As explained, the entry point of the plugin is GtdActivatable, which will provide the data sources and UI widgets. The definition of this interface can be found here. The following methods should be implemented:
activate: called after the plugin is loaded and everything is set up.
deactivate: called after the plugins is unloaded and all the registered data sources and UI elements are removed.
get_header_widgets: retrieves a list of widgets, usually buttons, to be added to the headerbar. This can be the hook point for your functionality, for example.
get_preferences_panel: if your plugin needs further configuration, you can pass the preferences panel through this method.
get_panels: retrieve the list of panels of the plugin. A dedicated blog post will be written about it in the near future.
get_providers: retrieves the list of data sources your plugin may provide. GtdProvider is the interface a data source should implement. A dedicated blog post will be written about it in the nearby future.
The next posts will be about the various ways to add functionalities to GNOME To Do. Also, the next posts will demonstrate plugins through examples of various kinds. Stay tuned!
Aye, folks! Some time ago, we had some movement regarding the News app. It was so. freaking. cool! Finally a good alternative of the now-dead Google Reader. Time has passed and, with my heart bleeding in sadness, we saw no further development of it.
Following my bad habit of necromancy, I managed to dedicate my whole weekend to work on it. All the work is pushed to a branch – since I’m not the maintainer, I obviously didn’t do it on master branch. The results are exciting.
GNOME News had an implementation of search in it’s engine, but exposed no UI to do that. Well, not anymore:
Following the mockups, GNOME News had a non-working implementation of Starred News. It works now:
Like all GNOME apps, News now has improved feedback when no feeds/starred news/search results are displayed. Check this out:
Now it’s at least in a usable state (well, usable for my needs). Tracker is the data backend for News, takes care of automagically update the feeds. I hope this work is good enought to be merged on master, so everyone can easily test 🙂
Do you have any ideas or suggestions? Don’t hesitate to comment!
Aye folks! This was a very productive cycle for GNOME Calendar, and this release is the result of a hardworked cycle. First of all, the bad news: no DnD support, no Week View, no, no, no!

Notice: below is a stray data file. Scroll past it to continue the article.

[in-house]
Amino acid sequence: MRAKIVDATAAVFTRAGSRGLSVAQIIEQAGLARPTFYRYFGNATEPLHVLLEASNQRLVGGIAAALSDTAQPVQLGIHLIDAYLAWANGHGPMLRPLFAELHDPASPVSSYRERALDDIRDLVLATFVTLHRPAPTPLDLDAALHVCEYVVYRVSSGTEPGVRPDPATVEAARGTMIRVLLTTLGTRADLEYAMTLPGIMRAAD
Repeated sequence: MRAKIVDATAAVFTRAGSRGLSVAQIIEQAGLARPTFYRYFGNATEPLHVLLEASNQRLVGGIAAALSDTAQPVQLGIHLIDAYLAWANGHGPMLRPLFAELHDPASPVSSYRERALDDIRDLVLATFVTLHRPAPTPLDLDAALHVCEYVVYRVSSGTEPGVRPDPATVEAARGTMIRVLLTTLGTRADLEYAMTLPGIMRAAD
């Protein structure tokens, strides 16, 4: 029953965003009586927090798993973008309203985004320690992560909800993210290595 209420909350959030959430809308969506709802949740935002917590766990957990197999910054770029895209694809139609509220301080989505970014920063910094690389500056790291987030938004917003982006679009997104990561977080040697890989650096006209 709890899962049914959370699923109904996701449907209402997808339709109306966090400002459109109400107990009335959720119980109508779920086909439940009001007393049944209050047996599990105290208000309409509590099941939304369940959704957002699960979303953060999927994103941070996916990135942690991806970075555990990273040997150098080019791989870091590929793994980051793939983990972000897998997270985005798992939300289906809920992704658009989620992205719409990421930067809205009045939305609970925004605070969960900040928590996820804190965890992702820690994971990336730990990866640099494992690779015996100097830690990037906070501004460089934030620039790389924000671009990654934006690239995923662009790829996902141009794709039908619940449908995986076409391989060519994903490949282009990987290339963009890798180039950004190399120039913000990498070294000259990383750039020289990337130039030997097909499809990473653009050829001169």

But why, Mr. Feaneron?
The reason is simple. Sanity.
Behind the scenes
GNOME Calendar is build on top of Evolution-Data-Server, so we don’t need to write an entirely new backend and to guarantee system integration (GNOME Shell uses it to fetch events, for example).
The problem is that EDS is an “[…] unholy mess“, and it reflects on Calendar. No matter how skilled are the engineers behind it, Calendar was reaching a point of messy code. No one likes messy code – it makes newcomers run away, maintainers avoid improvements out of fear of breaking the app, the app dies, no one’s happy.
The good thing is that we’ll be able to avoid commits like this and this, and after reworking the internals, fixing long-term, hard bugs was a piece of cake. From now on, Calendar is going the right way (IMHO) and we’ll avoid messy code and obscure paths.
Now, let’s go to the cool things.
An Improved Quick Add Popover
Following the recent trend of “Popovers Everywhere! TM”, the quick add popover just got better. Now, the user can select in which calendar the event will be added without having exit the popover. Long-term plans include adding natural language support, so we’ll be able to extract the location, start & end dates from the event summary.
Implementing this popover was a delight after the new rework.
Year View, Restyled
Thanks to the new contributor IsaqueGaldino, the year view receive some improvements that made it look so much better! And appearently, he won’t stop soon. Check this out:
Thanks, Isaque! I hope you keep up with your really good work.
Keyboard Shortcuts Window
Last but not least, the brand new shortcuts window:
And, as the tradition dictates, a cool video of the new version:
A Public Request
Since Calendar received such a major overhaul in it’s gears, I need to make sure it is stable and good enought. So I hereby request that, whoever has the chance, please test Calendar. Thanks!
Any ideas, comments or suggestions? Leave a comment below!
Some of you may have asked why I’m so silent for the last 3 weeks. Well, the titles pretty much explain things: between university duties, moving to a new house and conducting my research, I’m also joining Endless!
I’m ridiculously happy with this opportunity, and Endless folks were extremely respectful of my schedule – I’m working remotely, and only as a part-time intern. This is a great chance for me to work with FOSS on something that directly changes people’s lives!
So, wait for 2 more weeks so I can settle again, and I’ll start sending patches and crafting new features on rampage – like the good ol’ times.
During the last couple of week, the following points were achieved:
The list of recently connected servers is now correctly saved.
Initial work on keyboard support.
Some real research on how Nautilus will handle the new mocups.
Fortunately, my graduation is now totally finished. I was also accepted in the Mastering Course in Information Systems here at University of São Paulo (yay!). From now on, I’ll be fully committed to the Summer of Code project, and you guys will see much more updates 🙂